Film Review: Night Shift; Singular location chiller proves a serviceable genre entry

Perhaps because we’re simply used to his New Girl persona, or that even in the realms of a horror setting he’s playing with a little uncertain levity, Lamorne Morris‘ presence in the opening moments of Night Shift suggest that The China Brothers (filmmaking duo Benjamin and Paul China) may be preparing their audience for a more humorous venture within the horror genre.

And though the brothers are indeed having a lot of fun with their singular location (a classic for horror – the isolated motel), Night Shift never veers into the comedy the opening alludes to.  Rather we’re treated to a slow burn creeper that centres itself around Gwen (Phoebe Tonkin), who arrives at the amusingly named All Tucked In motel to takeover from Morris’ Teddy to manage for the night.  It’s a cash-in-hand job – something that appeals to the nervous-appearing Gwen – and, according to Teddy, it’s a safe, easy task.

Gwen rightfully takes issue with her isolation, and should she need any protection Teddy suggests a nearby axe is her best bet, but he assures her that she won’t need it.  We all know Gwen will need it at some point as it doesn’t take long for things to start going bump in the night (though that could just be the rat and roach infestation) and for ghostly figures to make their presence known.  Under normal circumstances such terrifying happenings would drive a right-minded person away, but this is a horror movie after all, and Gwen starts to convince herself that perhaps she’s seeing things.  It also doesn’t help that a car seems to be following her, nor that Alice (Madison Hu), the seeming sole customer on the premises, isn’t witness to any of Gwen’s sightings.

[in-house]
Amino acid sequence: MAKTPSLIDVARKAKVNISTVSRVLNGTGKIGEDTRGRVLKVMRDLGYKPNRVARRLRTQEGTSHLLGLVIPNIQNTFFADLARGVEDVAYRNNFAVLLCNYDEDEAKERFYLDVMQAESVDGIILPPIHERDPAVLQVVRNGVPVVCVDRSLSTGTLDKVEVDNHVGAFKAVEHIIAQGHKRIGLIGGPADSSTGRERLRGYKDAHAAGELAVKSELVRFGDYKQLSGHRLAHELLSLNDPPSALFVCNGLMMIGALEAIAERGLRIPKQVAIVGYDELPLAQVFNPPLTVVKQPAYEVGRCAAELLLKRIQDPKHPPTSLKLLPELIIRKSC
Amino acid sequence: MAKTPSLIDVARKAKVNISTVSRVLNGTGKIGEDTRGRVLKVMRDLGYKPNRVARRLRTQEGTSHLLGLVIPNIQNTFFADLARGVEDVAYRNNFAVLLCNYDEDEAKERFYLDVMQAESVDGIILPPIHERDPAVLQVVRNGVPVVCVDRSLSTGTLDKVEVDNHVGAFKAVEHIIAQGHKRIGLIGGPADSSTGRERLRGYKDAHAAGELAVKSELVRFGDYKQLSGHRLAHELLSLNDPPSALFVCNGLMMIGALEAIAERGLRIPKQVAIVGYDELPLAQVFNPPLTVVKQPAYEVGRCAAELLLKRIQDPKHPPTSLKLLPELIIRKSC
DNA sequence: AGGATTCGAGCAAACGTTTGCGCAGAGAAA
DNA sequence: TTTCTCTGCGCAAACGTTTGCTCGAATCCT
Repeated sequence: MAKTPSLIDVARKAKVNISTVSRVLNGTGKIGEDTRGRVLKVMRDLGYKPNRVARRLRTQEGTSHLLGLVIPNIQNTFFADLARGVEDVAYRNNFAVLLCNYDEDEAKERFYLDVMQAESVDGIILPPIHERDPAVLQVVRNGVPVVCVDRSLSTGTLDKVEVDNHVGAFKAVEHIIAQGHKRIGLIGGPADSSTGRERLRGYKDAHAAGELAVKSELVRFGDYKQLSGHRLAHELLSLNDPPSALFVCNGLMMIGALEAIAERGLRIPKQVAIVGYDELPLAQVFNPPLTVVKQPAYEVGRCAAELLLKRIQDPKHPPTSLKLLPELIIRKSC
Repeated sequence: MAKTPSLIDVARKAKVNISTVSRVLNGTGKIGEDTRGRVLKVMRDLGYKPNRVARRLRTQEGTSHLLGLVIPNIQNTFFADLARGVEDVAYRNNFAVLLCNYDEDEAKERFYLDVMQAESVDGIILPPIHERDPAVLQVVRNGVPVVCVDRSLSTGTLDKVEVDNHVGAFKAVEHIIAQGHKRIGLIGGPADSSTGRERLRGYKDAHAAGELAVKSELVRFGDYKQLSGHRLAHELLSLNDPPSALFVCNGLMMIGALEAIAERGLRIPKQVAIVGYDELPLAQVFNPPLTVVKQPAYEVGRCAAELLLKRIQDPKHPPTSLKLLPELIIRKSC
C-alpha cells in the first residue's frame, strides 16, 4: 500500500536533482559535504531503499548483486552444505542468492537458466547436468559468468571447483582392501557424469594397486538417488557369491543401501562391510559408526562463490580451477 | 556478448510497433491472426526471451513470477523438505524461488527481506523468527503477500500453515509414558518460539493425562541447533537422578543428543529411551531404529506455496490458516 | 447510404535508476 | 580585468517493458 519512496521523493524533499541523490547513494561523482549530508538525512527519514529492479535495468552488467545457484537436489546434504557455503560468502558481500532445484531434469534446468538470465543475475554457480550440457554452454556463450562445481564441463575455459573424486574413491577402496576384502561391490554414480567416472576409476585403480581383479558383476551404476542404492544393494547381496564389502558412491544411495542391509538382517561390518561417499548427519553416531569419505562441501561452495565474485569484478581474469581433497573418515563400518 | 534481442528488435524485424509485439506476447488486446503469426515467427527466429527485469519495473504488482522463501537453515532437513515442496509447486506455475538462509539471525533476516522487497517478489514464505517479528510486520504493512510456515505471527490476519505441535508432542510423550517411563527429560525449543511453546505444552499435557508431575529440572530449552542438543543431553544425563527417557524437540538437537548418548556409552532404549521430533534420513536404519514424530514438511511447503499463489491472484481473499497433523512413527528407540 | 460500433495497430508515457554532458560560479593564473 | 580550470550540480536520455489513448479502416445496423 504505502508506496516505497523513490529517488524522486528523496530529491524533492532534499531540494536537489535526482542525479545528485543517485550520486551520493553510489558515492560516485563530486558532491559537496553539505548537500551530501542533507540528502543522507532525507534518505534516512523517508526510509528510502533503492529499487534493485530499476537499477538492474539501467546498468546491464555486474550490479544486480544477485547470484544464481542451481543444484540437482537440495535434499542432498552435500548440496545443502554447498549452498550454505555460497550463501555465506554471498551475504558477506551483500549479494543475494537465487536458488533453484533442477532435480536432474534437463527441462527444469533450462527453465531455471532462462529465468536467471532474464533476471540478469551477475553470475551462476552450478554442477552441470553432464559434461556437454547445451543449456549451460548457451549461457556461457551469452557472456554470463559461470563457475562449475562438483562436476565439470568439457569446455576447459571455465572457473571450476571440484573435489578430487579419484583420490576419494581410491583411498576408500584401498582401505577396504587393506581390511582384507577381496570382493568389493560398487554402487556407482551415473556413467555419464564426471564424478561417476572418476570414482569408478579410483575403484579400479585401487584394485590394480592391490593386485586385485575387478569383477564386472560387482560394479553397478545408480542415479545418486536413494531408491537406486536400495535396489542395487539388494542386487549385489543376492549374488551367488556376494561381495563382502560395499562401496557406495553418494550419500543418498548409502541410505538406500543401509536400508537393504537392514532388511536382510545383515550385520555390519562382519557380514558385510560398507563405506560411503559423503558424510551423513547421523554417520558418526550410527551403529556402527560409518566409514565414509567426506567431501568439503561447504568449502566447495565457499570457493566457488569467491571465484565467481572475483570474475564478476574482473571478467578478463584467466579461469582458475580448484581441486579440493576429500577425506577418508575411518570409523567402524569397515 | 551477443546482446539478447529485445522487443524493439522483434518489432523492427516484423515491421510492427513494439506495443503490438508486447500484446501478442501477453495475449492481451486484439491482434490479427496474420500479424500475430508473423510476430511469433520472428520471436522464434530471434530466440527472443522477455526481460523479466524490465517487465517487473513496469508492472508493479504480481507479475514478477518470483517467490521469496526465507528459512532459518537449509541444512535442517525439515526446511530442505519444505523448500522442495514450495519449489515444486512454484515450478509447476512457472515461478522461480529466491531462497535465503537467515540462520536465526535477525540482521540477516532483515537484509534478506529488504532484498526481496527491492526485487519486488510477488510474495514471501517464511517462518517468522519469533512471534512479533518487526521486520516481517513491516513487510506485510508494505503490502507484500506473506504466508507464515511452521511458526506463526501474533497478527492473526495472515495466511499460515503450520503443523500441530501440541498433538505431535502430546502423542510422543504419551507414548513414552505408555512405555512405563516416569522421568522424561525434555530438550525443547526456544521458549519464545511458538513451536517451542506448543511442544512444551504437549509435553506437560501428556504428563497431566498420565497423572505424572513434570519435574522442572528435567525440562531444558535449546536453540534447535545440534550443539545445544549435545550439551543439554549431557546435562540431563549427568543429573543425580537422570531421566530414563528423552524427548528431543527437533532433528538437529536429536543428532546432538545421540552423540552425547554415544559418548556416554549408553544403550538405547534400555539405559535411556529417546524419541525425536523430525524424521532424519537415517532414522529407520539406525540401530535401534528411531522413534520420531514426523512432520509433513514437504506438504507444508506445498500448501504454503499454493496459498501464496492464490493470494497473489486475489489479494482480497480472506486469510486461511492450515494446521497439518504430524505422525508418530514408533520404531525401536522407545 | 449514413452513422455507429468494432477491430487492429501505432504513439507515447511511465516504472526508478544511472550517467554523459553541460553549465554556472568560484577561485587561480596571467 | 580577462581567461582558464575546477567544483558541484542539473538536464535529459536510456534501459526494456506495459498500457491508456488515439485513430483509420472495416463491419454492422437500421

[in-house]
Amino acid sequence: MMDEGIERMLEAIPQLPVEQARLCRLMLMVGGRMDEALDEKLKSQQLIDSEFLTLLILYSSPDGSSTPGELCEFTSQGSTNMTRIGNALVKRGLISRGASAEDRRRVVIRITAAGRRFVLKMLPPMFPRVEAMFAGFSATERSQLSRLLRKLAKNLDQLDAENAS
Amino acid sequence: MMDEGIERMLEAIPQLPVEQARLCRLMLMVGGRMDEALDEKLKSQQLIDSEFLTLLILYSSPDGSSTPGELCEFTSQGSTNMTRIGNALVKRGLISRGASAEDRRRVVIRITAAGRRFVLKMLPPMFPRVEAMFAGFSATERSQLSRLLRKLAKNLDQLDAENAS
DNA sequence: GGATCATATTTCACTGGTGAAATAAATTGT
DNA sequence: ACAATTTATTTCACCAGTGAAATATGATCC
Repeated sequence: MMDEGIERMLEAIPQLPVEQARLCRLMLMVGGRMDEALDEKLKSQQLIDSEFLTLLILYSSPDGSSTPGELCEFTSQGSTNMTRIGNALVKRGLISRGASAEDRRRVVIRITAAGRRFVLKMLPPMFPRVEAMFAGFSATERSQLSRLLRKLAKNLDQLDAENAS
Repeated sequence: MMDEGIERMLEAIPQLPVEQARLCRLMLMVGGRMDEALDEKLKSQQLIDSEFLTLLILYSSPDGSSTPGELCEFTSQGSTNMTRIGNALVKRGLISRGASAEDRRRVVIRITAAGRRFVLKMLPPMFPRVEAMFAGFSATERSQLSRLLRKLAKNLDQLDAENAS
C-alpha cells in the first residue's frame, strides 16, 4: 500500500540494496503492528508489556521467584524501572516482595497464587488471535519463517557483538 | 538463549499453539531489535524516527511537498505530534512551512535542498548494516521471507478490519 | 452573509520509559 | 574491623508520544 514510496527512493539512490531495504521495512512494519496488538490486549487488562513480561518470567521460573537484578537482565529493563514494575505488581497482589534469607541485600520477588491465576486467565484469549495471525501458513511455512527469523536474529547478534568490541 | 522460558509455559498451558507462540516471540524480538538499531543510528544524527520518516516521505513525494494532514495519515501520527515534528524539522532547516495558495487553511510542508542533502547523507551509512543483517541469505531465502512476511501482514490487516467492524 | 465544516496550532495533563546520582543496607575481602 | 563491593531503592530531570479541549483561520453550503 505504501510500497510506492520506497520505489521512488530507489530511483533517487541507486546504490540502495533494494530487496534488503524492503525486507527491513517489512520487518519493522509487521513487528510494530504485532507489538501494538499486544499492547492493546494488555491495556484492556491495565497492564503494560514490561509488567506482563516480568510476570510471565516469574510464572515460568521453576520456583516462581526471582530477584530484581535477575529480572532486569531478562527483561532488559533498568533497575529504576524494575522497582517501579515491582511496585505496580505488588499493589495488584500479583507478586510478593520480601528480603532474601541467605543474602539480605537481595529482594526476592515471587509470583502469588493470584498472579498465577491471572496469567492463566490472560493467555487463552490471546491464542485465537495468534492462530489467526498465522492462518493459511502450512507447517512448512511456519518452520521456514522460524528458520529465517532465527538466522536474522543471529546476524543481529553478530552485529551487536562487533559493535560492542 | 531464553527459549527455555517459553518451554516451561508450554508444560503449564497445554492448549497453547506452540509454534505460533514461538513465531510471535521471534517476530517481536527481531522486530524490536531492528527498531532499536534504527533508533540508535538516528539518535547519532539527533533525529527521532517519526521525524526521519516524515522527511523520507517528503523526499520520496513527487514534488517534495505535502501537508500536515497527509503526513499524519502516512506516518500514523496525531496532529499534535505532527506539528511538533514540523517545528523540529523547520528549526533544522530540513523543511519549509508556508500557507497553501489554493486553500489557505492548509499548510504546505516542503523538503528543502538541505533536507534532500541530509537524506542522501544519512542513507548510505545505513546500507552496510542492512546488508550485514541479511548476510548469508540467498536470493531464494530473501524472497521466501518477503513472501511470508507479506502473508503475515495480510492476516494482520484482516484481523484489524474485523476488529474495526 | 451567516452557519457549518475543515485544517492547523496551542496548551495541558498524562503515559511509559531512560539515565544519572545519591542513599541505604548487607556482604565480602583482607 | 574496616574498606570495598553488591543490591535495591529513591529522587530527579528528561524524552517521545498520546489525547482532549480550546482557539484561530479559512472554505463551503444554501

The China Brothers’ script plays with the questioning of Gwen’s sanity throughout the swift 82 minute running time, which results in us as an audience finding the delight in certain narrative reveals.  At 82 minutes, some might criticise the film for it taking as long as it does to get to the real meat of its story, and certain scares do come across as a little too telegraphed, but Tonkin’s unwavering commitment and the uncertainty of what (or who) we can trust keeps the film from ever succumbing to its own ambition.

Whilst Night Shift doesn’t reinvent the genre wheel in any form it’s still a serviceable slice of a thriller that succeeds predominantly off its strong lead performance and an amusing climax that suggests if The China Brothers dip their toe into the genre again, lacing so with a comedic wink may prove a more winning formula.


Night Shift is now available on Digital and On Demand in the United States.  An Australian release is yet to be determined.

Peter Gray

Seasoned film critic. Gives a great interview. Penchant for horror. Unashamed fan of Michelle Pfeiffer and Jason Momoa.